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Perfectionism: My Enemy, My Ally

Updated on December 19, 2016
Christina St-Jean profile image

I am a mom of two awesome children who teach me more daily than I ever thought possible. I love writing, exercise, movies and LGBT advocacy.

Flawed and Feeling - CRAP!

I believed from a very early age that if I worked hard and excelled at things, I would settle the discord within my family.

You see, my dad was an alcoholic, one that tended towards stony silence when sober (and when something annoyed him that he wouldn't talk about) and melancholia when drunk. My mother was a great mom, and by many accounts she was also a great friend, nurse, and colleague. The problem was, she tended to ignore my father's alcoholism and pretty much encouraged us to do the same. Ignoring his alcoholism, however, did not mean that the problem didn't exist - it just meant that we got to be great pretenders.

I was also the oldest in my family, which gave me sense of great responsibility. I felt I needed to keep an eye out, like some sort of twisted bodyguard, for my younger, mischievous sister. I became very protective of her, and when she protested against it, the fight would be on and rightfully so. I admire her now for her independence, though I see much of it in my youngest daughter today. I also believed that I had to be the role model that my sister could look to for how to get things done right and avoid conflict.

Weird, right?

But when you're young, and you're trying very hard to keep things calm and settled in your life, you believe the darnedest things. That was what I chose to believe, and while I've shed certain beliefs I had when I was little, it's hard to eliminate certain behaviors.

I've become very talented, for instance, at chasing my own tail, trying to get everything done that likely couldn't possibly get done in a 24 hour time frame. Even God rested on the Sabbath, right? Not me - let's cram as much activity in as humanly possible til I drop like a stone into my bed, completely drained, only to recover and do it all again the next day. I think I've become the person people can count on to get things done, and generally done quite well. I like that feeling.

It's a little like a drug, that feeling. It becomes addictive, to an extent. As a result, I find myself diving headlong into one activity after the next—and if I have any sort of down time, I find something to fill it with.

That has led, at least in part, to me living with anxiety and depression, particularly when I don't reach my own lofty goals. It has led to me sleeping quite poorly; I told my therapist that while I don't have problems going to sleep (again, I hit the pillows and my family says that within minutes, I'm snoring), it's the staying asleep that's problematic. If I wake in the middle of the night, my mind starts whirling in much the same way as an old-school rolodex; the cobwebs from sleep are gone, and while I may be able to drift off in fairly short order, the mind continues to work almost in overdrive.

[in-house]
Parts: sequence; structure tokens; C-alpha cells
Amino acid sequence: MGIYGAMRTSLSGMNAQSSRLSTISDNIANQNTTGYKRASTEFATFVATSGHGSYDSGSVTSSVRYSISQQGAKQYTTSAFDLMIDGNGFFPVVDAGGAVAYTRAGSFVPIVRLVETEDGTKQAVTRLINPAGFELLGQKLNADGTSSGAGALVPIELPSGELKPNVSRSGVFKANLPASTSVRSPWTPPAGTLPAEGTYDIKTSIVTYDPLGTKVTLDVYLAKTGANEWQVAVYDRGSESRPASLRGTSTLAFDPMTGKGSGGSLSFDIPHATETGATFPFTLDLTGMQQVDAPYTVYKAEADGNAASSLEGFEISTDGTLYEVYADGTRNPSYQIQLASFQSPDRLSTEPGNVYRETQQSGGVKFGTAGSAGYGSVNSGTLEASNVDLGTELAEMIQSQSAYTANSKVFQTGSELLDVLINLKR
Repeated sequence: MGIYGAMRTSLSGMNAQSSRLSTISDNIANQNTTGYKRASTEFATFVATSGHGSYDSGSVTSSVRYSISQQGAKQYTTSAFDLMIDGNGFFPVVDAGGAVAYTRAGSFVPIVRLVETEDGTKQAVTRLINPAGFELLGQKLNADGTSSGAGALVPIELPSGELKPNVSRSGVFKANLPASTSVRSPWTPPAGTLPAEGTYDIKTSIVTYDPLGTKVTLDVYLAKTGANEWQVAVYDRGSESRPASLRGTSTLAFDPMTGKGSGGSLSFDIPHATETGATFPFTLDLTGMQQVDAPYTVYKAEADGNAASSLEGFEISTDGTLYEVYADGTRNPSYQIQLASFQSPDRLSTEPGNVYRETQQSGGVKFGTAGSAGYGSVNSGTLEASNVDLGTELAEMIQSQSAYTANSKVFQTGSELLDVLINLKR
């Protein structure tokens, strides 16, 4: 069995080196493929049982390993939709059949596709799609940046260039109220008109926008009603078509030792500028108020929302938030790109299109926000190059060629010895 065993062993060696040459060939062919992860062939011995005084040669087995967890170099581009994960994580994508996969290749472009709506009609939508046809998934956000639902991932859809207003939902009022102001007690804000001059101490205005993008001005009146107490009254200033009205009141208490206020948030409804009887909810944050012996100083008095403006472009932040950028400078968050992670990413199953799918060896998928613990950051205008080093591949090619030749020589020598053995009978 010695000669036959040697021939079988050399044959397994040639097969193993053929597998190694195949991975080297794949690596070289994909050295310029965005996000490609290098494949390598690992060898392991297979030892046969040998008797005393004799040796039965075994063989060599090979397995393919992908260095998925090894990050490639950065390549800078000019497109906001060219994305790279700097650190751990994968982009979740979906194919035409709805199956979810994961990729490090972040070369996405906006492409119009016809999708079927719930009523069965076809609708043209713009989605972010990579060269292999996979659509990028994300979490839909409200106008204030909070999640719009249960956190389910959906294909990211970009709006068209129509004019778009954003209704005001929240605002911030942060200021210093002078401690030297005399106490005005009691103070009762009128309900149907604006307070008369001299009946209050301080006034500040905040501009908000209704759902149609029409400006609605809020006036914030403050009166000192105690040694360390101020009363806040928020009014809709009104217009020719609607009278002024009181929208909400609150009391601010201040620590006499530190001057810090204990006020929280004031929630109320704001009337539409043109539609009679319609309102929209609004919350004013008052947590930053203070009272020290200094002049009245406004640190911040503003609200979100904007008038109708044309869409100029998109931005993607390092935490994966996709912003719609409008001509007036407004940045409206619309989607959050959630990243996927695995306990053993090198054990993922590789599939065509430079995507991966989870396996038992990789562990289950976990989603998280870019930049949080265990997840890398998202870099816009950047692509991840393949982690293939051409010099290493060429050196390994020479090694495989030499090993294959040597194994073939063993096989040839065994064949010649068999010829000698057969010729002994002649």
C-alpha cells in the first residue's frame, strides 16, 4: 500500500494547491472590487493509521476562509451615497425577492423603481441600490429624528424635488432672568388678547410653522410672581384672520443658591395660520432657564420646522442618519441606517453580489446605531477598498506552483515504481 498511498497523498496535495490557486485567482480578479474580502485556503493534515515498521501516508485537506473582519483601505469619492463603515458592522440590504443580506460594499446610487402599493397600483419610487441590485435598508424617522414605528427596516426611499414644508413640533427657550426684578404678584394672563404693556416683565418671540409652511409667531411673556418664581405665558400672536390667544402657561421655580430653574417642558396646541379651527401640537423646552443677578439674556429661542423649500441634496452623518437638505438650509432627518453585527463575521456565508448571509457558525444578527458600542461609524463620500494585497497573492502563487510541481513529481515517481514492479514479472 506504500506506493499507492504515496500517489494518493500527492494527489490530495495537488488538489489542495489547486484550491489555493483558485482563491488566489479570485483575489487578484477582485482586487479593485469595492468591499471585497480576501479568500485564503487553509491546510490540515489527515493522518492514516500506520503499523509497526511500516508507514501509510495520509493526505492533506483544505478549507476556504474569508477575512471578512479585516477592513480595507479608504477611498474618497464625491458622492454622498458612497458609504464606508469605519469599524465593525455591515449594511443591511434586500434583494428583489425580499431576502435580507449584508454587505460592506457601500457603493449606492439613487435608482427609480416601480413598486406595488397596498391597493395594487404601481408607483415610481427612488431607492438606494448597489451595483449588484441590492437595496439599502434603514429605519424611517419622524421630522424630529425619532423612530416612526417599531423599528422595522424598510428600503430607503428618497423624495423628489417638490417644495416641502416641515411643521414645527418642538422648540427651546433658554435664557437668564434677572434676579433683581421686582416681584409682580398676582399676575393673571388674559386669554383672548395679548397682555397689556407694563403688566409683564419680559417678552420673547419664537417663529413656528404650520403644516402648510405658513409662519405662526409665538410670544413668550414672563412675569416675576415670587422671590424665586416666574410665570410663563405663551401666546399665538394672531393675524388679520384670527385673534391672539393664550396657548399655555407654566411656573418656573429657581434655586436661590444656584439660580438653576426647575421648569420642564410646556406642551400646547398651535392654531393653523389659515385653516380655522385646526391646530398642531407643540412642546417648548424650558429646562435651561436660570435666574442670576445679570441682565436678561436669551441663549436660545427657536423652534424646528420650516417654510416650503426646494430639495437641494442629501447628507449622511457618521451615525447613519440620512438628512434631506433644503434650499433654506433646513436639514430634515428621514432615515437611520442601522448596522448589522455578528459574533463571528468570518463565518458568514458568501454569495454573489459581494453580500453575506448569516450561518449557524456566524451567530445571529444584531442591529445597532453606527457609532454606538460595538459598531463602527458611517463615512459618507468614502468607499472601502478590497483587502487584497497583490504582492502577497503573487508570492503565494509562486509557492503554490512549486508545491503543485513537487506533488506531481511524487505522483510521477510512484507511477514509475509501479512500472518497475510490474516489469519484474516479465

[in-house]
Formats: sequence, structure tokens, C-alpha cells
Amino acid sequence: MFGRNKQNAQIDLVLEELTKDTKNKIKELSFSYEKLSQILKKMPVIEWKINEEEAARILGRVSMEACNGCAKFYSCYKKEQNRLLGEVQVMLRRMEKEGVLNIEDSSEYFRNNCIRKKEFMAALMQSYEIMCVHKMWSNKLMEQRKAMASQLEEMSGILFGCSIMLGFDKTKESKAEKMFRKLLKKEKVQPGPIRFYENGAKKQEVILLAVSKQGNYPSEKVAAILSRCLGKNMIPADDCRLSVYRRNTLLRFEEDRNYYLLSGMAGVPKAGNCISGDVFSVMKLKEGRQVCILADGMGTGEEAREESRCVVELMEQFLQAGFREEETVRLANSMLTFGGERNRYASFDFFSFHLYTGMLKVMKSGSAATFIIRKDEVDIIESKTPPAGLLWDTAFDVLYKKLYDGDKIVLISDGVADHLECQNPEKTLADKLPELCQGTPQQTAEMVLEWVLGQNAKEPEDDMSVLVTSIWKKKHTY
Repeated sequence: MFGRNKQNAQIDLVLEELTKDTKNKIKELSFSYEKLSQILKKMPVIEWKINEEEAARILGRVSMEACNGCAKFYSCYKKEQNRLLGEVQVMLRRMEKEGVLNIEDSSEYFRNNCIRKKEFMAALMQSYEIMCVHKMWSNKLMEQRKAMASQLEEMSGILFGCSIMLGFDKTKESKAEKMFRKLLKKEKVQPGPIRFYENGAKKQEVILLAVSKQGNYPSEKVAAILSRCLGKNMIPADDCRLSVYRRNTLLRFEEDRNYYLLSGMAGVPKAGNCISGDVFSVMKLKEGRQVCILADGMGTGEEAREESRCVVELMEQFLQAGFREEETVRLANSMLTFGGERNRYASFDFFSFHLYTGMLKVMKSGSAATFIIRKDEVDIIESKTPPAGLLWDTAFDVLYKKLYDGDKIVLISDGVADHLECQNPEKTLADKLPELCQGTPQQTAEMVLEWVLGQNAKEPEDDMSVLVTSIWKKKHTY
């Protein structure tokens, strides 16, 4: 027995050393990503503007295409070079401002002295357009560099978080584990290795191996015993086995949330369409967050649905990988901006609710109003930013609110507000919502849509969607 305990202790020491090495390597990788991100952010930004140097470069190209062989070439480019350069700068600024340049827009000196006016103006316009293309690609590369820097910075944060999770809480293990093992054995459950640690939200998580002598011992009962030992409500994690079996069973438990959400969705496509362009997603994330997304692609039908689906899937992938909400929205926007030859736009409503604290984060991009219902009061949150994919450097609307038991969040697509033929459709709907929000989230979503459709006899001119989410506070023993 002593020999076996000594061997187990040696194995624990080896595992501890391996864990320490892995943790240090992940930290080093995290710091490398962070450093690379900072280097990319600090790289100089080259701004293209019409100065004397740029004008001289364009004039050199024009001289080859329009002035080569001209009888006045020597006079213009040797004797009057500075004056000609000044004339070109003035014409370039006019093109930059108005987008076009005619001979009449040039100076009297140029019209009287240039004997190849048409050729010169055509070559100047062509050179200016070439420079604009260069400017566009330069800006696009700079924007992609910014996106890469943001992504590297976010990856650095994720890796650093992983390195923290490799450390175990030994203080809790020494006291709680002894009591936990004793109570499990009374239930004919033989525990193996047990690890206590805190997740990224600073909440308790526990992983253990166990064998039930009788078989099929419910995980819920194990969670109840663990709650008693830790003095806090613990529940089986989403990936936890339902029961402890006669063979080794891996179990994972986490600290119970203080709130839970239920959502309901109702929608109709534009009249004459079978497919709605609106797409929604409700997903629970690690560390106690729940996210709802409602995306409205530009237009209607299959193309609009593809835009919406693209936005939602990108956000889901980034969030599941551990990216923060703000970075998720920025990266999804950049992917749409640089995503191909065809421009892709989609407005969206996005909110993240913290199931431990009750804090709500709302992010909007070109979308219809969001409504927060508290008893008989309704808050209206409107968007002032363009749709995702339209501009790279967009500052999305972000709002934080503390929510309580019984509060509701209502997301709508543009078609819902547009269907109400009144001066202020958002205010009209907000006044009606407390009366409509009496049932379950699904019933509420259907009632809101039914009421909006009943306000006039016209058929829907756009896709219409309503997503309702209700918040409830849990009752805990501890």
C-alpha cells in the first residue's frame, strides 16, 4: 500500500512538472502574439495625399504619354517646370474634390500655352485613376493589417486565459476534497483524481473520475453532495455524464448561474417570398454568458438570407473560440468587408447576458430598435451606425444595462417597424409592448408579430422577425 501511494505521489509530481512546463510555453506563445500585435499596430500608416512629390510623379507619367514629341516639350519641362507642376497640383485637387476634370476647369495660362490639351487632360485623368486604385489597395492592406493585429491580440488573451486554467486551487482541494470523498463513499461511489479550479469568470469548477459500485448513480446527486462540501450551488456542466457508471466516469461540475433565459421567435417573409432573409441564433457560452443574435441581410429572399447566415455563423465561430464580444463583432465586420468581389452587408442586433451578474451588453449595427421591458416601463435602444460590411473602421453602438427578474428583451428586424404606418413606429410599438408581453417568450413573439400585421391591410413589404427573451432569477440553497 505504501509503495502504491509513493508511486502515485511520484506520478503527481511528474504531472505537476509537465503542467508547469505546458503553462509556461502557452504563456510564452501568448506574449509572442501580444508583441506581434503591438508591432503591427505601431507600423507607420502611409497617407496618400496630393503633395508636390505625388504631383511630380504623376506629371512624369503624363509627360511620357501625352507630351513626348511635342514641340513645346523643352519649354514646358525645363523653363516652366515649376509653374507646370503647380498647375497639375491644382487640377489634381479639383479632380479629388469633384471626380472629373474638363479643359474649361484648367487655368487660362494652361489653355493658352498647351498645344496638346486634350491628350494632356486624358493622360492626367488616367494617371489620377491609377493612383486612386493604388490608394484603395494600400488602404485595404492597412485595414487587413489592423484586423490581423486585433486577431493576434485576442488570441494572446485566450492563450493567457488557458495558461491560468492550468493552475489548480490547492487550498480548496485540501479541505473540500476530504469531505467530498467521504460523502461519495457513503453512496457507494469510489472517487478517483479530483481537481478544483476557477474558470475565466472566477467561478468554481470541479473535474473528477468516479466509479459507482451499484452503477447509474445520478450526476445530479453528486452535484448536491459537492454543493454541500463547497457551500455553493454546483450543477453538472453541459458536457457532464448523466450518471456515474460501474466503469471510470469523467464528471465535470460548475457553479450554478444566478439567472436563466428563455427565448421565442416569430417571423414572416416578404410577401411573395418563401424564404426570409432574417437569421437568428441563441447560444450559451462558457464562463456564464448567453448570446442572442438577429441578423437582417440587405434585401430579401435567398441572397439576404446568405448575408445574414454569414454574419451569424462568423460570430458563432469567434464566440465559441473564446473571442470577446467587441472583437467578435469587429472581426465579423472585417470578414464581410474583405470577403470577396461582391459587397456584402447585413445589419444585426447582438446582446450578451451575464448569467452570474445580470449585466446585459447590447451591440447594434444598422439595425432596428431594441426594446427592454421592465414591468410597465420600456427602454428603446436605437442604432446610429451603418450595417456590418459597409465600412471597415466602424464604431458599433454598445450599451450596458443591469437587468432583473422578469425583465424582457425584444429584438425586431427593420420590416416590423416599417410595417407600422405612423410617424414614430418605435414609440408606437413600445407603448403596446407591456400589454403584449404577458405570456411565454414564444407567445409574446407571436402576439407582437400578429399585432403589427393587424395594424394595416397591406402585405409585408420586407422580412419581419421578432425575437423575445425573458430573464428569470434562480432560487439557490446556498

Four hours of sleep a night simply won't sustain you, and it's led me to realize that my desire to keep busy has also left me more flawed and feeling; a lack of sleep ends up making you a throbbing raw nerve at times, and emotionally, you could become a mess.

However...

I continue to reach for getting everything done, on time, and done to my highest level. How can I continue to do that when running on an average of about four hours of sleep a night? Coffee can only bring you so far before your body says, "Good luck - we're shutting down for a while."

But perfectionism ain't all bad.

Perfectionism Isn't Sustainable

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Certain Gifts Perfectionism Has Given Me

My perfectionist tendencies may have given me a significant lack of sleep, but they have also provided me with a lot of good things, too.

Things like encouraging my students (and my own children for that matter) that you shouldn't give less than your best in anything that you attempt.

Things like allowing students the opportunity to redo something that I know isn't their best work. We have off days all the time, and given my clientele, to expect them to achieve to the maximum possible in everything may just be too hard, particularly since they are just discovering how to balance school, jobs, relationships, and rest. How can they always achieve what's expected and more? These are teens, and they haven't had the life experience to learn how to compartmentalize certain things in order to keep reaching for their best. They can't achieve perfection, any more than I can.

These perfectionist traits are, at times, tough. I've had to learn how to be a little more forgiving with myself, and with others. You can be really a pain in the butt when you're trying to apply your own perfectionist traits to a younger audience pumped with hormones and wanting sleep or food, so you have to learn quickly how to be forgiving with them.

Ultimately, learning to be more gentle with myself and others is likely my perfectionist traits' greatest gift. It's not an easy thing, but I'm learning.

The Pursuit Of Perfection

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Perfectionism Can Hold Us Back

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